March Magics is here! This annual event, hosted by We Be Reading, was formerly known as Diana Wynne Jones March, a celebration of the late, great fantasy author. This year the focus has been expanded to include Terry Pratchett, another giant of the fantasy world who is greatly missed. I think that pairing these two writers is a terrific idea, and will give us double the fun as we share what we love about their works.

DWJShelf

The suggested topic for today is “Share your books” — either showing off our book collection or what we intend to read this month, or both. I don’t actually own any books by Terry Pratchett (yet), but I’m delighted to share some pictures from my DWJ shelves. Since I discovered her more than 30 years ago, I’ve known I wanted to read and own everything she wrote, and I’m getting pretty close to completion. First off, here’s where it all started:

marchmagicsCharmedLife

As I mentioned in this post, I first found Diana Wynne Jones through another favorite author, Robin McKinley. When in my local bookstore I found a paperback that had actually been blurbed by her, I had to have it — and so the obsession began.

2016-02-25 07.38.43

I snapped up the Greenwillow hardcovers that were available — Witch Week, Archer’s Goon, Fire and Hemlock, Howl’s Moving Castle, A Tale of Time City — but some of the earlier works were hard to find in those pre-internet days. I still remember exactly where I was standing, along with how thrilled I was, when I found a copy of Witch’s Business (aka Wilkins’ Tooth) in the University branch of the Seattle Public Library. Later I did track down my own copy, or rather copies:

marchmagicsWilkinsTooth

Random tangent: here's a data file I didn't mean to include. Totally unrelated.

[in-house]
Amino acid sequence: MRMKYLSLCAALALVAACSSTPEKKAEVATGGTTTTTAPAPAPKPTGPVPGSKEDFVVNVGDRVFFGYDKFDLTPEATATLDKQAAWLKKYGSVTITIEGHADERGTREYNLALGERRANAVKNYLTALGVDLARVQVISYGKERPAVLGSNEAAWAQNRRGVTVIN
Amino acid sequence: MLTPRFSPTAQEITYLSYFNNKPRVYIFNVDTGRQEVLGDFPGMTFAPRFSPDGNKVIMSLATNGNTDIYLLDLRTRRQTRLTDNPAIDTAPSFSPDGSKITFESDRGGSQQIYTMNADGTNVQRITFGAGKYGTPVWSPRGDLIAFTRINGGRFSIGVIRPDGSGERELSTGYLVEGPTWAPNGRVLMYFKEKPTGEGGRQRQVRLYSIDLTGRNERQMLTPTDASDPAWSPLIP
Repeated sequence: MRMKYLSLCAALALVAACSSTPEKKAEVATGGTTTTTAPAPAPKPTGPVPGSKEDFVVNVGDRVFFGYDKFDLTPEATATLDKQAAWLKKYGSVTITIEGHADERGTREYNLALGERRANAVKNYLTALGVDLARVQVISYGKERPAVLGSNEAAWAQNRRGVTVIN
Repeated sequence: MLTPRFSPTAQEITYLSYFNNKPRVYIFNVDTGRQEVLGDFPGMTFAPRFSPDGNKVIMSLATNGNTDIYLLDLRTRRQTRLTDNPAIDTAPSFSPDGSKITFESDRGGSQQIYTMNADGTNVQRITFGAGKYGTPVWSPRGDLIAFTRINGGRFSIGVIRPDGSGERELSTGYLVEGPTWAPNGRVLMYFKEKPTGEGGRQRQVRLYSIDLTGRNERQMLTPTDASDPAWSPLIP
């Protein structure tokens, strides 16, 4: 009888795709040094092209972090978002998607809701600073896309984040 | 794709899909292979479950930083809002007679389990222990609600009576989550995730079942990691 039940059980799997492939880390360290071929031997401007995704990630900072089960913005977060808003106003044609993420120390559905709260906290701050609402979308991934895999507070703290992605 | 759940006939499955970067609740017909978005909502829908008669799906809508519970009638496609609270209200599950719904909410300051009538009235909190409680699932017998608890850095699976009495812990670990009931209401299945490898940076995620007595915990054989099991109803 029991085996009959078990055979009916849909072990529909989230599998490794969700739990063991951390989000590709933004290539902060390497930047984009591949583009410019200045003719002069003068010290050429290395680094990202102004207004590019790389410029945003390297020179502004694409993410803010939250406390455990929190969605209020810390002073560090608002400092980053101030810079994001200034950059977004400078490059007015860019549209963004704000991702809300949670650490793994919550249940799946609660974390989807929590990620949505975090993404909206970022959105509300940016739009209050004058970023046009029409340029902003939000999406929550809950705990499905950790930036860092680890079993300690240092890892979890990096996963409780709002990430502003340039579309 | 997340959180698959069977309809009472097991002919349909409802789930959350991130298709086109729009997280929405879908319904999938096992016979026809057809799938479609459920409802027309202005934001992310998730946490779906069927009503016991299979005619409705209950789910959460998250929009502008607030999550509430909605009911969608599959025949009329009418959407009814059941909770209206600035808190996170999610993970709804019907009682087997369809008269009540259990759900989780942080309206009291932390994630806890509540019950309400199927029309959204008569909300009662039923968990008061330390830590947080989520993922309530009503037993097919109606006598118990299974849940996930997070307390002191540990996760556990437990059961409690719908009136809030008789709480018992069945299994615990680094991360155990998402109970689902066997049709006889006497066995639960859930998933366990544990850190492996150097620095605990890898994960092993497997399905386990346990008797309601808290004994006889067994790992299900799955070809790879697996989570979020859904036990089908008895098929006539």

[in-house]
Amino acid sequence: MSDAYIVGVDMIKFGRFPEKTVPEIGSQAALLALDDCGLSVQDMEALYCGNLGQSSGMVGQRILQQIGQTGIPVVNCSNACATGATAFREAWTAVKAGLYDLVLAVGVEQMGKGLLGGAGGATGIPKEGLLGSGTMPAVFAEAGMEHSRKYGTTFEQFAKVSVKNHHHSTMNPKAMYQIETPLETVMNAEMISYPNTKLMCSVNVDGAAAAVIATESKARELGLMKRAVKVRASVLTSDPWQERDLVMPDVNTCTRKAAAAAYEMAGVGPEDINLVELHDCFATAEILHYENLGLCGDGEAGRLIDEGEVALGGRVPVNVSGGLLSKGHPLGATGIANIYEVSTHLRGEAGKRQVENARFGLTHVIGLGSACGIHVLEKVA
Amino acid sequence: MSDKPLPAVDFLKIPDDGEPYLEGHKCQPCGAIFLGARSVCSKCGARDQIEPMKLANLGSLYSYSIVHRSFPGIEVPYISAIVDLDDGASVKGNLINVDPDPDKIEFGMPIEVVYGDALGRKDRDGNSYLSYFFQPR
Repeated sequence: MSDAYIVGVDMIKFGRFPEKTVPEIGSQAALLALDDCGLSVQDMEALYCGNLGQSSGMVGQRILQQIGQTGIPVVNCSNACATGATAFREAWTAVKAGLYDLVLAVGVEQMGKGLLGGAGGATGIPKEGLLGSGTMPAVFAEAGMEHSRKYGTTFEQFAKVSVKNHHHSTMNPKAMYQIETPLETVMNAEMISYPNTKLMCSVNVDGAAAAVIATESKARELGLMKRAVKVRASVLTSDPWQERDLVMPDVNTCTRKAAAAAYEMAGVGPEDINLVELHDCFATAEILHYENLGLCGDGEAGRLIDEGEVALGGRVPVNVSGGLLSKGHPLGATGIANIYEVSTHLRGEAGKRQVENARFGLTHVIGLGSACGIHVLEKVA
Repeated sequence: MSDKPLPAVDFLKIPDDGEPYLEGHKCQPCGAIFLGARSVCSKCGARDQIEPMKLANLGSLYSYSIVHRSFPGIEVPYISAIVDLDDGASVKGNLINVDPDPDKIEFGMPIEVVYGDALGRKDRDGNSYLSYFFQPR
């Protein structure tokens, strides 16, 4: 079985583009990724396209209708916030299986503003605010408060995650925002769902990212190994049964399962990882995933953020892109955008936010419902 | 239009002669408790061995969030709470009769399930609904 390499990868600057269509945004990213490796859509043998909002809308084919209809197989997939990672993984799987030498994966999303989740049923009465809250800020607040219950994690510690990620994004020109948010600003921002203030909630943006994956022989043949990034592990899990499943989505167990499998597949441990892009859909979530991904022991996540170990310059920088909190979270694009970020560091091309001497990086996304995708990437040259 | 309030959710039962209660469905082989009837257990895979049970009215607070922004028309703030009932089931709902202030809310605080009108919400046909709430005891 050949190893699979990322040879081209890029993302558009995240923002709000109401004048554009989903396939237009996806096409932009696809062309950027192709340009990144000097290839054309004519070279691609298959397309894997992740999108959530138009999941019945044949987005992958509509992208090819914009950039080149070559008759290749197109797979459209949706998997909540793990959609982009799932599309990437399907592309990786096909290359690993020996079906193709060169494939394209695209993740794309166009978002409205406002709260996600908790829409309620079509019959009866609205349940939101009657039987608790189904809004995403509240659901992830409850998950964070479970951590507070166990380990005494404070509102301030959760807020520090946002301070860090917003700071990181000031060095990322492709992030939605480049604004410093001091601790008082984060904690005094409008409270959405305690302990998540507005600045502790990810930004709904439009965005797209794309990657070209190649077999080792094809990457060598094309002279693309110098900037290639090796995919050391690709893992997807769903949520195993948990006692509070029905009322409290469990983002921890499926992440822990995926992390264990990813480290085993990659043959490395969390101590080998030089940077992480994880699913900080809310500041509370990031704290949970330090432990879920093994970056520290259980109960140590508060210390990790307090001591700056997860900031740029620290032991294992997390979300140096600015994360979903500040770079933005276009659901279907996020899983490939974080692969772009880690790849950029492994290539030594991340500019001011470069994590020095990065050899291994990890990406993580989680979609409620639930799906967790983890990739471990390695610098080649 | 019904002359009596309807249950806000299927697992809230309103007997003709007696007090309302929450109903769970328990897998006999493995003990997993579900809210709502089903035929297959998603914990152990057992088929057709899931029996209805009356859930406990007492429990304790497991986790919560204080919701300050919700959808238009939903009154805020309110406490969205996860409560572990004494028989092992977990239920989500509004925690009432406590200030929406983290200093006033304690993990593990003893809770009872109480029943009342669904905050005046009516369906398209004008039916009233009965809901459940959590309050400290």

Yes, my obsession was such that I often ended up with multiple copies of the same book, in both hardcover and paperback, or UK and American editions. I scored quite a few UK paperbacks on a trip to England, but unfortunately I lost several of these in a book-lending accident when the recipient didn’t understand they were a loan and passed them on to someone else. I still have a few, like a spectacularly ugly edition of The Homeward Bounders:

marchmagicsHomewardBounders

In England I also bought the UK hardcover of Deep Secret, which turned out to be a good thing because for many years the only US edition available was a bowdlerized “YA” version. Thankfully, Tor finally fixed that with a reprint a couple of years ago.

marchmagicsDeepSecret

When internet book buying kicked in things became much easier, and I was able to fill in most of the holes in my collection, like the Dalemark sequence (I much prefer the beautiful covers of these original Atheneum editions to the later ones made when the fourth book was published by Greenwillow):

marchmagicsDalemark

It was still fun to hunt for treasure in real life, though. I found this copy of Power of Three in excellent condition at a library sale, and picked it up for a song:

marchmagicsPowerofThree

On the other end of the cost spectrum is the limited edition of Everard’s Ride published by NESFA when DWJ was the guest of honor at their annual convention. Only 185 of these were signed, and I have one of them! I think it’s worth quite a bit now, but I’m not selling.

marchmagicsEverardsRide

However they look on the outside, what I really treasure is what’s between the covers, the inimitably funny and vivid and inventive stories that have given me so many hours of reading delight. I’m looking forward to passing my collection on to my son, who’s the perfect age to start exploring the wonderful world of Diana Wynne Jones. I’d love to see your favorites — please share!